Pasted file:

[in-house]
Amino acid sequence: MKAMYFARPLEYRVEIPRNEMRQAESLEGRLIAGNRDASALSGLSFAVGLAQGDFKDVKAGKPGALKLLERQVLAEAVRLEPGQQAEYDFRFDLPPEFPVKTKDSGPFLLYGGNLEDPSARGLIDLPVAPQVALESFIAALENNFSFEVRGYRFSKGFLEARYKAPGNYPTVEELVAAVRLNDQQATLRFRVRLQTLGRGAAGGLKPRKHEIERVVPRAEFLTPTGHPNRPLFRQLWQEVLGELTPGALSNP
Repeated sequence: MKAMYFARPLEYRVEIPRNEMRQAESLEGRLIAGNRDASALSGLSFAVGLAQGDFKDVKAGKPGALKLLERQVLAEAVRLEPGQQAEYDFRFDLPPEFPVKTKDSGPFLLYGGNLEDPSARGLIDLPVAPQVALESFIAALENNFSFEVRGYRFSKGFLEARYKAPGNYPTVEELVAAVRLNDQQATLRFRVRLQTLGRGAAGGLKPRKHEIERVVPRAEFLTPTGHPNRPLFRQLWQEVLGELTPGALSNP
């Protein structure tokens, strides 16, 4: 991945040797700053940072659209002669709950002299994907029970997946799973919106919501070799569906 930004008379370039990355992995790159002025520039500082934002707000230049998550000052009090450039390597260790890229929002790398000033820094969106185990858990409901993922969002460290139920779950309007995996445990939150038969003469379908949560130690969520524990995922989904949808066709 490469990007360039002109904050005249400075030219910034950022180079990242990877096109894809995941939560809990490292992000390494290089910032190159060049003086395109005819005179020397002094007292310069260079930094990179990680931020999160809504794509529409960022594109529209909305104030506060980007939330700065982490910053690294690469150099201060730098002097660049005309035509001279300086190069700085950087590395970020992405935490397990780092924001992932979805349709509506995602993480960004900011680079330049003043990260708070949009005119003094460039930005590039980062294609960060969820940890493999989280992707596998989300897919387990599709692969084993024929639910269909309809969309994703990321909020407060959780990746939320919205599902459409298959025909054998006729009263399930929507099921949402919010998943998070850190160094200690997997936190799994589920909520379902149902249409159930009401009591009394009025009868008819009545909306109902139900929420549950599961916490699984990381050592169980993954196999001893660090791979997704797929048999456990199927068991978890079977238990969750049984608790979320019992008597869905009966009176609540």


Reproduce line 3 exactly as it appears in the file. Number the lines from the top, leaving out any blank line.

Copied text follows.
Repeated sequence: MKAMYFARPLEYRVEIPRNEMRQAESLEGRLIAGNRDASALSGLSFAVGLAQGDFKDVKAGKPGALKLLERQVLAEAVRLEPGQQAEYDFRFDLPPEFPVKTKDSGPFLLYGGNLEDPSARGLIDLPVAPQVALESFIAALENNFSFEVRGYRFSKGFLEARYKAPGNYPTVEELVAAVRLNDQQATLRFRVRLQTLGRGAAGGLKPRKHEIERVVPRAEFLTPTGHPNRPLFRQLWQEVLGELTPGALSNP